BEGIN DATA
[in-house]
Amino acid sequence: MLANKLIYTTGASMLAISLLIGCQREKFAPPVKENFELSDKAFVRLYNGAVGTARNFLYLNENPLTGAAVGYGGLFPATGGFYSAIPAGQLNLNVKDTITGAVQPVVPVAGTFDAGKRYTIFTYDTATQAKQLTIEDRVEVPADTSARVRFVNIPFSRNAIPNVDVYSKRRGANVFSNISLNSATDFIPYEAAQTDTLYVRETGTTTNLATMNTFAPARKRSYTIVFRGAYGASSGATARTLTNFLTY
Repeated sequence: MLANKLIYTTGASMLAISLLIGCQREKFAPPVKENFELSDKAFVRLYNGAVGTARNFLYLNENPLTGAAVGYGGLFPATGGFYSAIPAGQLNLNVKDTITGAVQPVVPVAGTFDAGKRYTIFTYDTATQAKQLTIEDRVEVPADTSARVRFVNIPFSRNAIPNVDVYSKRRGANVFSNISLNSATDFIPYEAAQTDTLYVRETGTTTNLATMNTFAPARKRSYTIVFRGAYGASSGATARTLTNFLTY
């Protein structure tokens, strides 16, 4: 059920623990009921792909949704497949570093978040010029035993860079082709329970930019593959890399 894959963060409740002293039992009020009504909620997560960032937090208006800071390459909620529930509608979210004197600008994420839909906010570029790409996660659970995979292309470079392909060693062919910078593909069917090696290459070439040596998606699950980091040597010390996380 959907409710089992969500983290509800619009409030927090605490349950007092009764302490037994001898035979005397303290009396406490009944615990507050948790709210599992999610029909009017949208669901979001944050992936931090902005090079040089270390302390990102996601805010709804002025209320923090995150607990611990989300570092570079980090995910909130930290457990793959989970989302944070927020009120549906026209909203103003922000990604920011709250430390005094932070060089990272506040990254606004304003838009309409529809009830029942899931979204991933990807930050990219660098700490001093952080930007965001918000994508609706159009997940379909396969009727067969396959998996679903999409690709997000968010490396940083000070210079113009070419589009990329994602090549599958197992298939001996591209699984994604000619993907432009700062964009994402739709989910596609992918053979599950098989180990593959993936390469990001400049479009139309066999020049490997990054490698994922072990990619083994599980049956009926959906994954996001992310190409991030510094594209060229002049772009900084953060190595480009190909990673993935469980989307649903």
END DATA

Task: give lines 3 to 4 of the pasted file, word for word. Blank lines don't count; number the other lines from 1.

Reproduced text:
Repeated sequence: MLANKLIYTTGASMLAISLLIGCQREKFAPPVKENFELSDKAFVRLYNGAVGTARNFLYLNENPLTGAAVGYGGLFPATGGFYSAIPAGQLNLNVKDTITGAVQPVVPVAGTFDAGKRYTIFTYDTATQAKQLTIEDRVEVPADTSARVRFVNIPFSRNAIPNVDVYSKRRGANVFSNISLNSATDFIPYEAAQTDTLYVRETGTTTNLATMNTFAPARKRSYTIVFRGAYGASSGATARTLTNFLTY
């Protein structure tokens, strides 16, 4: 059920623990009921792909949704497949570093978040010029035993860079082709329970930019593959890399 894959963060409740002293039992009020009504909620997560960032937090208006800071390459909620529930509608979210004197600008994420839909906010570029790409996660659970995979292309470079392909060693062919910078593909069917090696290459070439040596998606699950980091040597010390996380 959907409710089992969500983290509800619009409030927090605490349950007092009764302490037994001898035979005397303290009396406490009944615990507050948790709210599992999610029909009017949208669901979001944050992936931090902005090079040089270390302390990102996601805010709804002025209320923090995150607990611990989300570092570079980090995910909130930290457990793959989970989302944070927020009120549906026209909203103003922000990604920011709250430390005094932070060089990272506040990254606004304003838009309409529809009830029942899931979204991933990807930050990219660098700490001093952080930007965001918000994508609706159009997940379909396969009727067969396959998996679903999409690709997000968010490396940083000070210079113009070419589009990329994602090549599958197992298939001996591209699984994604000619993907432009700062964009994402739709989910596609992918053979599950098989180990593959993936390469990001400049479009139309066999020049490997990054490698994922072990990619083994599980049956009926959906994954996001992310190409991030510094594209060229002049772009900084953060190595480009190909990673993935469980989307649903």